But while most Filipina women are employed by white families, the great
majority of South Asian domestics work for the region's growing number
of South Asian doctors, programmers, and other professionals, said
Shabano Aliani of Worker's Awaaz, a Queens-based group that tries to
assist these women.

Many South Asian employers seek workers who share their language, food,
and culture, Aliani said, and they come from countries where great
disparities in wealth and class make the notion of servants common.

"It's a very cultural thing in the South Asian community," said Neela
Trivedi of Andolan, a domestic-worker support group that aided
Marjina.

In their native countries, "most middle-class [people] would have
workers in their homes, so when they come here, they definitely have a
need for a domestic worker," Trivedi said.

To poor women coming from countries with more people than jobs, an
offer to work in the United States can often seem like the answer. It
did for Marjina.

In her village in Bangladesh, people speak of America as a land of
riches. But Marjina, a young mother married to a tailor, had not
planned to go abroad until her husband took a second wife over her
protests.

Leaving her daughter with family, she followed thousands of other
Bangladeshis in looking for work outside the country, and found it in a
garment factory in the oil-rich but labor-poor Middle Eastern country
of Dubai. The factory was owned by a family from India and after a few
months, they asked her to go with them to America, to work in their
home there.

"If you pay me well, I'll go anywhere in the world, no problem," she
recalls telling them.

Soon after, the family, with Marjina in tow, flew to New York and then
drove to a brick Cape Cod home in Teaneck. Weary from the trip, Marjina
fell asleep on the floor. Marjina says she woke to find one of the men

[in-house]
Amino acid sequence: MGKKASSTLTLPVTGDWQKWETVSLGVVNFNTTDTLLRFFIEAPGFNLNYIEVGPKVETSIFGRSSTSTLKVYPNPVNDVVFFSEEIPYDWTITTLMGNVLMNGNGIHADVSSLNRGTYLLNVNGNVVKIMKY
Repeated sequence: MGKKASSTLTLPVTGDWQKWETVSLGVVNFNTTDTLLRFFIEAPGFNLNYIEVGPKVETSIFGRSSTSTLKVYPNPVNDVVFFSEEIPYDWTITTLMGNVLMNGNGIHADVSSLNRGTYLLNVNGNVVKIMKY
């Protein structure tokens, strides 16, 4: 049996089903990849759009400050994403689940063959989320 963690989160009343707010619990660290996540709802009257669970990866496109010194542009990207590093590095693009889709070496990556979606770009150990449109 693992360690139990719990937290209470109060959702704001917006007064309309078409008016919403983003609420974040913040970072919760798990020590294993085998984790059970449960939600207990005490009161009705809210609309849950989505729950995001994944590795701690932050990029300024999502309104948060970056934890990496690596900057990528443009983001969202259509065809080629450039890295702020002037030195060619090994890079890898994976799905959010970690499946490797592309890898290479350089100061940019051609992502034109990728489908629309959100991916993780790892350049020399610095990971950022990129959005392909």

staring down at her in a rage.

"Did you bring this woman here to sleep?" the man yelled to his wife.
"Is she our guest?"

Interviews with Marjina and another Bangladeshi domestic worker,
Shamela Begum, and with attorneys and activists assisting still others,
paint a portrait of women who flee into a world they're ill-prepared to
navigate.

Begum, who was employed by a Bahraini diplomat and his family,
recounted recently how she broke down in tears when she attempted to
flee their New York City apartment because she had no idea how to use
the building's elevator.

In another case, an Indian woman who eventually fled a North Jersey
home two years ago was at first intimidated by the heavy foliage and
sprawling yards of the outer suburbs.

"She said she left the home and walked and walked and walked and all
she saw was jungle and more jungle," says Laura Abel, an attorney who
brought a civil suit on behalf of the woman seeking unpaid wages. "She
knew she wasn't going to be able to find someone by walking and asking
for help."

The struggle of these women has begun gaining attention recently.

A report last fall by the Central Intelligence Agency listed
exploitation of foreign domestic workers as one of several troubling
offshoots of increased criminal trafficking of women to the United
States.

The issue also has attracted the attention of Congress, where Rep.
Christopher Smith, R-Trenton, co-chaired a hearing this year that
included testimony by domestic workers. The House on May 9 passed a
bill authored by Smith and Rep. Sam Gejdenson, D-Conn., offering
protection from deportation to domestic workers who pursue legal action
against employers. The measure is awaiting a Senate vote.

But public officials say it remains exceedingly difficult to size up